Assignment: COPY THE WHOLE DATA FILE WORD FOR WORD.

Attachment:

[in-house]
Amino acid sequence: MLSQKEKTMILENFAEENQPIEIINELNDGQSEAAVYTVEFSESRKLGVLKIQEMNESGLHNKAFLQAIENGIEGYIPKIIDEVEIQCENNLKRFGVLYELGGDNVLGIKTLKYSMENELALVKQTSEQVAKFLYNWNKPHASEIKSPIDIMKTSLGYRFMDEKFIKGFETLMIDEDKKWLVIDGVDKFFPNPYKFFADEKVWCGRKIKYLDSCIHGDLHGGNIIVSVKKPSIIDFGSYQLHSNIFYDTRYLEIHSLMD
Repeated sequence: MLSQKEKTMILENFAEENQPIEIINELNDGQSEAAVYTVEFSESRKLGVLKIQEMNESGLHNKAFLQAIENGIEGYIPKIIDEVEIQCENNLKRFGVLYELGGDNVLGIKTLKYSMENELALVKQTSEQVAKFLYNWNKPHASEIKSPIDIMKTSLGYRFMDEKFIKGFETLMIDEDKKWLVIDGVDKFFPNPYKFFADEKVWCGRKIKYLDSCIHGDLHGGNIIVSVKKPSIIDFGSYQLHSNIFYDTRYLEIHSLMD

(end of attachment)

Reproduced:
[in-house]
Amino acid sequence: MLSQKEKTMILENFAEENQPIEIINELNDGQSEAAVYTVEFSESRKLGVLKIQEMNESGLHNKAFLQAIENGIEGYIPKIIDEVEIQCENNLKRFGVLYELGGDNVLGIKTLKYSMENELALVKQTSEQVAKFLYNWNKPHASEIKSPIDIMKTSLGYRFMDEKFIKGFETLMIDEDKKWLVIDGVDKFFPNPYKFFADEKVWCGRKIKYLDSCIHGDLHGGNIIVSVKKPSIIDFGSYQLHSNIFYDTRYLEIHSLMD
Repeated sequence: MLSQKEKTMILENFAEENQPIEIINELNDGQSEAAVYTVEFSESRKLGVLKIQEMNESGLHNKAFLQAIENGIEGYIPKIIDEVEIQCENNLKRFGVLYELGGDNVLGIKTLKYSMENELALVKQTSEQVAKFLYNWNKPHASEIKSPIDIMKTSLGYRFMDEKFIKGFETLMIDEDKKWLVIDGVDKFFPNPYKFFADEKVWCGRKIKYLDSCIHGDLHGGNIIVSVKKPSIIDFGSYQLHSNIFYDTRYLEIHSLMD